4. Assign a few properties to the label by clicking on the label and changing the properties in the "properties" box on the right side of the screen. Change its default text property to "Please enter your name," its font to bold and its forecolor to red.

3. HelloValid.aspx -- ASP.NET's validation controls are easy to use and provide both client and server side validation. The QuickStart tutorials provide good examples of how to implement the validation controls.

Copy the previous exercise and add two validation controls to it: a RequiredFieldValidator and a RegularExpressionValidator. Tips:

  1. In VS design view drag a RequiredFieldValidator from the toolbox and place it below the textbox.
  2. Do the same with a RegularExpressionValidator.
  3. Click on the requiredFieldValidator and in the property window (right side of screen) change ControlToValidate to "tbName", ErrorMessage to "Please enter your name" and Display to "Dynamic."
  4. Click on the RegularExpressionValidator and in the property window change ControlToValidate to tbName, ErrorMessage to "Please enter 2 or more characters," and ValidationExpression to "[a-zA-Z]{2,}" and Display to "Dynamic."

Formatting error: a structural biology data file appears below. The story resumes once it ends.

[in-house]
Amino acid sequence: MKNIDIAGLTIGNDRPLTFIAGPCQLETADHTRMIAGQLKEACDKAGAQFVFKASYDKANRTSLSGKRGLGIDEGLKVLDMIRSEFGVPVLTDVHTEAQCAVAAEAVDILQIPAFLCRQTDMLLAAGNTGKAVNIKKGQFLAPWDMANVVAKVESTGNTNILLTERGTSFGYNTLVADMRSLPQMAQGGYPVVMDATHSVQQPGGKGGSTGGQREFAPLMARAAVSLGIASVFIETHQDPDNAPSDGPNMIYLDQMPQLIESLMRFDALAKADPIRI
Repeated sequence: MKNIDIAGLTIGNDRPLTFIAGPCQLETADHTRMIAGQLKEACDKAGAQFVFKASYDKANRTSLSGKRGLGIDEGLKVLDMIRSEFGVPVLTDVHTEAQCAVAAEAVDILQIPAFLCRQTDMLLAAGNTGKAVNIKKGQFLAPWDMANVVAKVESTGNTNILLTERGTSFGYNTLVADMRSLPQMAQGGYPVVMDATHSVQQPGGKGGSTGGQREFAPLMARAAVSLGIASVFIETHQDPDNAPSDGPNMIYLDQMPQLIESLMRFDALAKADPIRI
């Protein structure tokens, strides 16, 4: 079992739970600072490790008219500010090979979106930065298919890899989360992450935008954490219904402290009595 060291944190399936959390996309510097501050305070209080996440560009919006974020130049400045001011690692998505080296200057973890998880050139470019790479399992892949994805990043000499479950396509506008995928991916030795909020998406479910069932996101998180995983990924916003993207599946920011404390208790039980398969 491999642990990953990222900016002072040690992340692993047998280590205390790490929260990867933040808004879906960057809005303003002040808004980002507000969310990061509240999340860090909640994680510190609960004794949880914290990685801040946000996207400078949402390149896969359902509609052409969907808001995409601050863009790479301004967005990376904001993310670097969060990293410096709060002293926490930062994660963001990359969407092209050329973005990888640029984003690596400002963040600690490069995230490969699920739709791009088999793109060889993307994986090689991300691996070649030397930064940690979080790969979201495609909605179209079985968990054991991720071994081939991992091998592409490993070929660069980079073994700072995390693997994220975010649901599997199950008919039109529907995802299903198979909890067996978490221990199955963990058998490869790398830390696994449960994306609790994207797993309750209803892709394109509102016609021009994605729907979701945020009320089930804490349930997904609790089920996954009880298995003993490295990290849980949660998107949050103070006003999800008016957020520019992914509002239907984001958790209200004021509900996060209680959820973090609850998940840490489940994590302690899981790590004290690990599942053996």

5. To ensure server-side validation the following code must be added to the button's event handler:

    if (!Page.IsValid) return;

    This code must be located prior to assigning text to the label control. This code says "If the page is not valid then terminate execution of this method and display the validation control's error message."

4. CalendarControl.aspx -- ASP.NET includes a few "rich controls" that provide more complex and commonly used functionality such as calendars, advertising rotators and wizards. All of these controls include a large number of properties and methods that allow you to customize them to your needs. Add a calendar control to a page, provide a handler for the "SelectionChanged" event that fires when a date is clicked and add some formatting properties. Tips: